American college admission is a complex process. For Australian applicants, it could be overwhelming not least because of the jumble of acronyms and terms as well as the difference in the education systems of two countries. Elite Admission Consulting has put together this American College Application Glossary to help Australian applicants and their family feel a bit more comfortable.
We wish to make it a collaborative project so if you find anything important not covered by us, do let us know!
American College Application Glossary for Australian Applicants – Basic Concepts
Undergraduate: Students who are pursuing a Bachelor’s degree, which the first tertiary academic degree that they can earn after graduating from high school.
Graduate: Students who are earning a Master, Doctorate, or other advanced degree, after their Bachelor’s degree.
University: Compared to college, it represents both undergraduate and graduate education units in an institution.
College: This term can be used to describe undergraduate unit in a university. This is the reason why we use college application instead of university application in the tile of this glossary. Or it can be used interchangeably with school to describe different academic unit on campus; for example, College of Arts and Science, College of Engineering, etc. Institutions focusing on undergraduate education sometimes use college rather than university in their names; for example, Dartmouth College and many liberal arts colleges.
US News College Rankings: The National University rankings and Liberal Arts College rankings are probably the most relevant rankings applicants can refer to when doing college research. The reason is that these two rankings are focused on the quality of undergraduate education; by contrast, most world rankings are more influenced by graduate education and research prowess of universities.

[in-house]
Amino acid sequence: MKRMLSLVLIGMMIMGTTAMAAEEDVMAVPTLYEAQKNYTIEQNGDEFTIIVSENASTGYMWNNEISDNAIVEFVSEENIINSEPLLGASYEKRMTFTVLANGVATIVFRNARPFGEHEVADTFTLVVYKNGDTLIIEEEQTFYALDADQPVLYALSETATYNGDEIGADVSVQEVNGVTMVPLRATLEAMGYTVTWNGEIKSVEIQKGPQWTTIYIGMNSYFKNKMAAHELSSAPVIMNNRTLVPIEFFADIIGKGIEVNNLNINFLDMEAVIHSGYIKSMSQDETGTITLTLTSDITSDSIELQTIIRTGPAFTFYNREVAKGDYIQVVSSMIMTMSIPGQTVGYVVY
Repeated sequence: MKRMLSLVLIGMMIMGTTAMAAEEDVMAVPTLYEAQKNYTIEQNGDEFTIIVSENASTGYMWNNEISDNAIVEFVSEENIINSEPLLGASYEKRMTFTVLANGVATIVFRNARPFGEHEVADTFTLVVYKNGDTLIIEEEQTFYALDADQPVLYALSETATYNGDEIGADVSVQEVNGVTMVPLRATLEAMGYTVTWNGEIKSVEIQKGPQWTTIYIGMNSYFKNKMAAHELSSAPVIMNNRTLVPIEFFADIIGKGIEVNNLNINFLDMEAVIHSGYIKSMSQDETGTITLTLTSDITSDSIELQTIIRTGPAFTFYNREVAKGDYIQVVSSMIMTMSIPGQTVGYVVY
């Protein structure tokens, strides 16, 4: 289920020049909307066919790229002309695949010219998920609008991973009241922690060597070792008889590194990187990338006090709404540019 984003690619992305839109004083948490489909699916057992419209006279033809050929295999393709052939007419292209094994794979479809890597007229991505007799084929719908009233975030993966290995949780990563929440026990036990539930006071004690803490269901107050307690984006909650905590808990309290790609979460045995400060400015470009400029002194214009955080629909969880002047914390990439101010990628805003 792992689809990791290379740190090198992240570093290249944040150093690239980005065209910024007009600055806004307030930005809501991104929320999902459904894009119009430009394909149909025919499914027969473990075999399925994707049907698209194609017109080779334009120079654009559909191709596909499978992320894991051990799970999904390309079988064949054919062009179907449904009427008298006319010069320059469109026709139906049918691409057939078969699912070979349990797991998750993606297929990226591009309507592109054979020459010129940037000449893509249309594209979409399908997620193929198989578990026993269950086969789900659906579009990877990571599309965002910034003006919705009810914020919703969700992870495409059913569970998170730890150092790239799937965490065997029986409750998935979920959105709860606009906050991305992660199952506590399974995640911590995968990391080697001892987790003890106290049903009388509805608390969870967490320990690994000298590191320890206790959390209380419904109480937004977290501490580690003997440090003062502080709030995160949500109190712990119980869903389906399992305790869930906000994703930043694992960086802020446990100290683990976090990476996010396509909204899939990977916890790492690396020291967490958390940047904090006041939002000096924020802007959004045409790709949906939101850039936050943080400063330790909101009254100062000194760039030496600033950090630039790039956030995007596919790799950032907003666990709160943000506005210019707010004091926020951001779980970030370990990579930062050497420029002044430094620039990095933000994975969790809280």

Public and Private: Public universities and colleges in the US are state government funded while private universities and colleges are primarily funded through tuition and endowments.
Ivy League: It is a name of an American collegiate athletic conference consisting of Brown University, Columbia University, Cornell University, Dartmouth College, Harvard University, the University of Pennsylvania, Princeton University, and Yale University. Because of the prestige of all members in this conference, the term Ivy League is often used to represent the top colleges in the US.
Major: This is the main field of study that students spend a significant deal of their study hours on. Students can pursue more than one major at a time (also known as double-majoring).
Minor: This is a secondary field of study that a student will take classes in, in addition to their major.
Impacted Major: A major that has more students who want to take it than the major’s capacity. Whether having an impacted major depends on the universities and majors you will apply to; not all universities have impacted major.
First-Generation Student: A student who will be the first in their immediate family to attend college can call themselves first-generation student.
Legacy Student: When a member of an applicant’s immediate family (it depends on the policies of different universities) has attended the college or university that the applicant is applying to, he or she can be called a legacy student
American College Application Glossary for Australian Applicants – Application Process
Early Decision: When a college or university has an early application deadline and students sign an agreement that they will attend the school if accepted early. This is considered a binding decision.
Early Action: When a college or university has an early application deadline, but students are not required to attend the school if accepted early. This is considered a non-binding decision.
Regular Decision: All colleges and universities have a deadline by which students need to apply in order to be considered for admission. This decision is non-binding and the deadline for making a decision to attend the school or not is May. Some universities might set up different deadlines for regular decision for special major or scholarship purpose.
Waitlist: When a student is not admitted or denied to a school, but their admission is put on hold in case a spot opens up for them in the admitted class.